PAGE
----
And it is a rollicking ride. The first thing that strikes you as the first pages go by is the very different structure of the book. Usually autobiographies and biographies follow a linear chronological pattern.
“I, Asimov”, on the other hand is like a collection of short stories, each two to three pages long. Collected together, they are vignettes of Asimov’s thoughts and opinions on almost everything he had ever encountered – to his opinion of having kids, his contemporaries, his marriages, his work, his religious beliefs (or lack of it), his political beliefs and his own opinion of himself.
“I, Asimov” reads much like all his work – highly readable and accessible with sparkling wit. And for an autobiography, it is a surprising page-turner – the reader is never under pressure to remember dates or events but goes along with the story, the ‘story’ is Asimov’s life. It is only roughly chronological and by the end of the book, the reader easily forms a very fair idea of Asimov’s life.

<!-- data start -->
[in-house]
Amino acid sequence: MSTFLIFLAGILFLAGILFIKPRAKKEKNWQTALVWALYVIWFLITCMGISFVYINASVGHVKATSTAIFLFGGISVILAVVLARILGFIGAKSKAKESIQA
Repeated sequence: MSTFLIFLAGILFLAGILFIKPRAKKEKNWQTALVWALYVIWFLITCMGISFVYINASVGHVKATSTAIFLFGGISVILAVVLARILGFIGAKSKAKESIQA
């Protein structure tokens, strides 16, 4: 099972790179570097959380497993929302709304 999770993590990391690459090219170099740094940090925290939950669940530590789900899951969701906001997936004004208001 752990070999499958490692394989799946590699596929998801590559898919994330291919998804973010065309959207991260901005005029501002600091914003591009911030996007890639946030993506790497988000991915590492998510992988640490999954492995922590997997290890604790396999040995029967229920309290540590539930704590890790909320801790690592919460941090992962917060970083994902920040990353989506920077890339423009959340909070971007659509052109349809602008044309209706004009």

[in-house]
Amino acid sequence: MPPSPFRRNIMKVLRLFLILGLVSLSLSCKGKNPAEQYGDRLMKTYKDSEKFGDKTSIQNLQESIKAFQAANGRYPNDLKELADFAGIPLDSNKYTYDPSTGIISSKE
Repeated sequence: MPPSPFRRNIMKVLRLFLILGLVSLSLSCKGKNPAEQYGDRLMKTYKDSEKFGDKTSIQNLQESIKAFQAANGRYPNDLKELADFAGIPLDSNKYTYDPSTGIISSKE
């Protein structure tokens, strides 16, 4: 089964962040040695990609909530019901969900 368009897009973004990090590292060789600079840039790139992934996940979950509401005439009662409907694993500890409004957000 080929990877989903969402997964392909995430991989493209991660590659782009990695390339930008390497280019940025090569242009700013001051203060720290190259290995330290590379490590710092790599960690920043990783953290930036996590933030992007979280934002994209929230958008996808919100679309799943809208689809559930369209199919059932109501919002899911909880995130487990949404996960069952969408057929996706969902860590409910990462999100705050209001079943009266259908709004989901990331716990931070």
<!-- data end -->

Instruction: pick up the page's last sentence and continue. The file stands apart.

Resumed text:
Asimov weaves his life story beautifully within these short pieces. And what comes across in the pages is a man who is witty, loyal to his ideas, full of life and passion for his work. He also comes across as stubborn and cocksure and supremely self-confident. But he admits to these freely. Usually owning up to non-flattering parts of your own character leads to explanations or self-pity. Asimov does not fall in either pits. That is one of the most endearing part of the book.
He is also one who can be truly generous. He rates many writers, including Heinlein, to be much better writers than himself. He is surprised that many times he was awarded Hugos or Nebulas while much better writers were overlooked. This quality of generosity or self-critique is rare in anybody, more so in writers…